Figures from the Office for National Statistics estimate around 2.1 million people are experiencing self-reported long Covid in the UK – around 3.3 per cent of the population. In Scotland, it is estimated that 187,000 people have self-reported long Covid.
The most commonly reported symptoms of long Covid are extreme tiredness, shortness of breath, loss of smell and muscle aches. However, other symptoms following a Covid-19 infection can include problems with memory and concentration; chest pain or tightness; difficulty sleeping; and depression and anxiety.
Committee convener Siobhian Brown said long Covid could be “debilitating”, and impacted on sufferers’ “ability to work, study or provide care for family members”.
“The committee and I look forward to welcoming some of those living with long Covid to Holyrood to hear about their experiences directly and give those living with symptoms a voice from the outset of this important inquiry,” she said.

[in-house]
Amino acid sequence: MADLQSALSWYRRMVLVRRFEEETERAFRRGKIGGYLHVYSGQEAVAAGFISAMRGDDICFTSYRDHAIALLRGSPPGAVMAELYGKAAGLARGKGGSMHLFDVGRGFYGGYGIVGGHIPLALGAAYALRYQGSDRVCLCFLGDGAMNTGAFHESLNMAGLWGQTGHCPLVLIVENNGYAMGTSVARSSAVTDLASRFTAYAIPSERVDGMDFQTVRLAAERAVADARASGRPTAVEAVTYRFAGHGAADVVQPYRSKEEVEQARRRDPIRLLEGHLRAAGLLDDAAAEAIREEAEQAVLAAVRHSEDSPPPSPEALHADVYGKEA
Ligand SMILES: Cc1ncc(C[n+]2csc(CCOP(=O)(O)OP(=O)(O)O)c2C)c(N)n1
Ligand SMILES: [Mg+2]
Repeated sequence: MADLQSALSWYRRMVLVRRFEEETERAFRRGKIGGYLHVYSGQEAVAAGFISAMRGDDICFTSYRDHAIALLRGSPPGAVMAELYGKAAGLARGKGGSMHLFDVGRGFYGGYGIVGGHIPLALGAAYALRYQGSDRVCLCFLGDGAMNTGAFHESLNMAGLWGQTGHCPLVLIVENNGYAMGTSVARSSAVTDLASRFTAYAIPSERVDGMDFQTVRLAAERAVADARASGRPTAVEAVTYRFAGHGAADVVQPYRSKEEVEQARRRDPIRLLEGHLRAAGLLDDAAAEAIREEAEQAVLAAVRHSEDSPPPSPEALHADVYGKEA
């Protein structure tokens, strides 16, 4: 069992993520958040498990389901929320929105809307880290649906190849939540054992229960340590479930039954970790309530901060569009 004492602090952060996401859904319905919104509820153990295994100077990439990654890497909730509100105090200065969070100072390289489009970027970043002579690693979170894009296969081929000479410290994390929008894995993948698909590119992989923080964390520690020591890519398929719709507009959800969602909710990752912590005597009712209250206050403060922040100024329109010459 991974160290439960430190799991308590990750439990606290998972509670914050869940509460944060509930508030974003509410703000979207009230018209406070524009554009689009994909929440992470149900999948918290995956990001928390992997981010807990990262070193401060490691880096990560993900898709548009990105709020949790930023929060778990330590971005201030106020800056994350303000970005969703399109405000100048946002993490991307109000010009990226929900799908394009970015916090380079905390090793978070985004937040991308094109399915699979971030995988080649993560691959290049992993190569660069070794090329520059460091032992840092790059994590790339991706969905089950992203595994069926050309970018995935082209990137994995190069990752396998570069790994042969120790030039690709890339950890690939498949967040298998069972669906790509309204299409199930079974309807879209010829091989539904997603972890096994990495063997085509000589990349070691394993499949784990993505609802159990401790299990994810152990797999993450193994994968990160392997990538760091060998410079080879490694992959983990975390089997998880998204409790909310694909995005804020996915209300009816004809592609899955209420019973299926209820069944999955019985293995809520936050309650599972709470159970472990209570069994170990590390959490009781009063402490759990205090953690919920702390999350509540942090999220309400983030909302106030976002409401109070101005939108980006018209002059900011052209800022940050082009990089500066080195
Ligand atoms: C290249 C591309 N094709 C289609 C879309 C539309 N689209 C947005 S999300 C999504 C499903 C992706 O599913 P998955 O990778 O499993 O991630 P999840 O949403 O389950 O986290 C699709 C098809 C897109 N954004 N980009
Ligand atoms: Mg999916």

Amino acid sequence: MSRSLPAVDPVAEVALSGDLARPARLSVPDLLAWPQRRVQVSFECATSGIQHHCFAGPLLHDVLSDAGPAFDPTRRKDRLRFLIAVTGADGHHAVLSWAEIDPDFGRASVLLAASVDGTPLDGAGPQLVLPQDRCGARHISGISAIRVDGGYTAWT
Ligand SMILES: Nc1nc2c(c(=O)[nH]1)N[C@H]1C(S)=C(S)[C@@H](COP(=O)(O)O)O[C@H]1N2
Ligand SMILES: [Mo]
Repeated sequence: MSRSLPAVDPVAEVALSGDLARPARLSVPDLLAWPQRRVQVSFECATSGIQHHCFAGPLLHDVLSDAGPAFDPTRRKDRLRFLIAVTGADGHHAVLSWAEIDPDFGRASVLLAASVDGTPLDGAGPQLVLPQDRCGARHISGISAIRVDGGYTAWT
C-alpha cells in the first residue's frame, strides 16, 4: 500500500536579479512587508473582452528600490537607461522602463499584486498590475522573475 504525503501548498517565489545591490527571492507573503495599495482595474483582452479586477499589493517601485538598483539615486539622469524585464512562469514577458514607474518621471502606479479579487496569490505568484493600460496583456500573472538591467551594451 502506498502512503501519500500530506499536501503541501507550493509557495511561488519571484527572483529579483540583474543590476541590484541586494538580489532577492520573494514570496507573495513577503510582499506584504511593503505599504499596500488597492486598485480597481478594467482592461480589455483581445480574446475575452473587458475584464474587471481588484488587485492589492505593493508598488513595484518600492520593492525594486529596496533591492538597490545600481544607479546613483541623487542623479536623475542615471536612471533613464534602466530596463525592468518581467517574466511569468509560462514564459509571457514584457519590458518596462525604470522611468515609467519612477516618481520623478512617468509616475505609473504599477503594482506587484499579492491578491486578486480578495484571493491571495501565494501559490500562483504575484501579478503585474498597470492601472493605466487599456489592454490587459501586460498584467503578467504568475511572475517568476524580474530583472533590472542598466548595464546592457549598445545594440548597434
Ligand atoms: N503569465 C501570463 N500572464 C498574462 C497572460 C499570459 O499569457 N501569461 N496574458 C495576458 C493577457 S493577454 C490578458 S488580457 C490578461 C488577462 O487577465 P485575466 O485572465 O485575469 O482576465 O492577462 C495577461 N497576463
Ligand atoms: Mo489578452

“The committee is interested to hear views on whether there is adequate awareness of the condition, readily available help and advice for those impacted, as well as ongoing research into long Covid, to support individuals’ recovery and also Scotland’s recovery from the long reach of the Covid-19 pandemic.
“Our inquiry will look to speak directly to those impacted by long Covid over the coming weeks and take evidence on what additional steps the Scottish Government could take to support those living with the condition.”
Following the launch, the committee will publish a call for views from individuals, groups and organisations. The call for views will remain open until February 10.
The inquiry will hear additional evidence throughout committee meetings in February and March before holding a final evidence session with the Scottish Government.
The committee will then make recommendations to the Government before seeking to bring the recommendations before the Scottish Parliament for debate.